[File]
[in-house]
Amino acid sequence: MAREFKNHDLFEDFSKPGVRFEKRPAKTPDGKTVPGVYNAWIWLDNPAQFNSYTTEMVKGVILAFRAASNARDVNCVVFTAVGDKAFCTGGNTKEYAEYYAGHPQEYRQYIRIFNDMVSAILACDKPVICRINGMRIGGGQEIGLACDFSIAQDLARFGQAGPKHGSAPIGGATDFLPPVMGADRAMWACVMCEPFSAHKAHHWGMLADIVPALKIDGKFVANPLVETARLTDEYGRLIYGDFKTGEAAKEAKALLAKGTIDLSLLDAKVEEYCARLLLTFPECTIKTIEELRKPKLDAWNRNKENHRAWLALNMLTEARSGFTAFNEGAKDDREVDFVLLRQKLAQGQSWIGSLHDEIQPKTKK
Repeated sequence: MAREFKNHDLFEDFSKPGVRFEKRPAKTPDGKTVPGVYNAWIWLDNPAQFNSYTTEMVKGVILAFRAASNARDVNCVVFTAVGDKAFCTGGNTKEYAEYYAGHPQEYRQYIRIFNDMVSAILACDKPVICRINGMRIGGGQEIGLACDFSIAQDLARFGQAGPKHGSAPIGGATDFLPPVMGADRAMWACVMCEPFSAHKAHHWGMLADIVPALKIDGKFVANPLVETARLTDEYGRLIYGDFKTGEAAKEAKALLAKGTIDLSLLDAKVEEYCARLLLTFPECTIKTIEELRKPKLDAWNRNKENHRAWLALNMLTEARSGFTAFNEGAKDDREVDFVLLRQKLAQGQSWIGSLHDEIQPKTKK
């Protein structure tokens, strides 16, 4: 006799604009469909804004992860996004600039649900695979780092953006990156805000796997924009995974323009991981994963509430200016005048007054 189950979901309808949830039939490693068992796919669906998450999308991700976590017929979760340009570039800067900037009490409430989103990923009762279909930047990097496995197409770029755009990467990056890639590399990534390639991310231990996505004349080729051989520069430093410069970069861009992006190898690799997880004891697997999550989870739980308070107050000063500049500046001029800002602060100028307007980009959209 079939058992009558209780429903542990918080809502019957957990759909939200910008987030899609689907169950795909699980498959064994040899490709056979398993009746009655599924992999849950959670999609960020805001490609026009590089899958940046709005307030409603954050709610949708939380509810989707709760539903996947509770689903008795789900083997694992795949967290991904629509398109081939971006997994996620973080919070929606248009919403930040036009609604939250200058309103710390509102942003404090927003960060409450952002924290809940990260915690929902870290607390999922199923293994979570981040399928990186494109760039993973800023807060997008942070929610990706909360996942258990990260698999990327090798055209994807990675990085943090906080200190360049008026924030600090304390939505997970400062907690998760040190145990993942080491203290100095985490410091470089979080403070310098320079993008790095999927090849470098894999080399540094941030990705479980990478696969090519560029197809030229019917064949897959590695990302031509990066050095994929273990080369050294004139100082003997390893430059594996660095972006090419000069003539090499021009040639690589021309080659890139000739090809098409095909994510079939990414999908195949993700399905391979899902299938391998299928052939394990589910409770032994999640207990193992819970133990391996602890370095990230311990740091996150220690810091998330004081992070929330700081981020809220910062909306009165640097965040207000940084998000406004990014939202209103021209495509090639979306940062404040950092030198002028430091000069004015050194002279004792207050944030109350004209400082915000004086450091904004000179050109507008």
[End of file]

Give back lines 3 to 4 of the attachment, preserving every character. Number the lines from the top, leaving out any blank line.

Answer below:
Repeated sequence: MAREFKNHDLFEDFSKPGVRFEKRPAKTPDGKTVPGVYNAWIWLDNPAQFNSYTTEMVKGVILAFRAASNARDVNCVVFTAVGDKAFCTGGNTKEYAEYYAGHPQEYRQYIRIFNDMVSAILACDKPVICRINGMRIGGGQEIGLACDFSIAQDLARFGQAGPKHGSAPIGGATDFLPPVMGADRAMWACVMCEPFSAHKAHHWGMLADIVPALKIDGKFVANPLVETARLTDEYGRLIYGDFKTGEAAKEAKALLAKGTIDLSLLDAKVEEYCARLLLTFPECTIKTIEELRKPKLDAWNRNKENHRAWLALNMLTEARSGFTAFNEGAKDDREVDFVLLRQKLAQGQSWIGSLHDEIQPKTKK
């Protein structure tokens, strides 16, 4: 006799604009469909804004992860996004600039649900695979780092953006990156805000796997924009995974323009991981994963509430200016005048007054 189950979901309808949830039939490693068992796919669906998450999308991700976590017929979760340009570039800067900037009490409430989103990923009762279909930047990097496995197409770029755009990467990056890639590399990534390639991310231990996505004349080729051989520069430093410069970069861009992006190898690799997880004891697997999550989870739980308070107050000063500049500046001029800002602060100028307007980009959209 079939058992009558209780429903542990918080809502019957957990759909939200910008987030899609689907169950795909699980498959064994040899490709056979398993009746009655599924992999849950959670999609960020805001490609026009590089899958940046709005307030409603954050709610949708939380509810989707709760539903996947509770689903008795789900083997694992795949967290991904629509398109081939971006997994996620973080919070929606248009919403930040036009609604939250200058309103710390509102942003404090927003960060409450952002924290809940990260915690929902870290607390999922199923293994979570981040399928990186494109760039993973800023807060997008942070929610990706909360996942258990990260698999990327090798055209994807990675990085943090906080200190360049008026924030600090304390939505997970400062907690998760040190145990993942080491203290100095985490410091470089979080403070310098320079993008790095999927090849470098894999080399540094941030990705479980990478696969090519560029197809030229019917064949897959590695990302031509990066050095994929273990080369050294004139100082003997390893430059594996660095972006090419000069003539090499021009040639690589021309080659890139000739090809098409095909994510079939990414999908195949993700399905391979899902299938391998299928052939394990589910409770032994999640207990193992819970133990391996602890370095990230311990740091996150220690810091998330004081992070929330700081981020809220910062909306009165640097965040207000940084998000406004990014939202209103021209495509090639979306940062404040950092030198002028430091000069004015050194002279004792207050944030109350004209400082915000004086450091904004000179050109507008």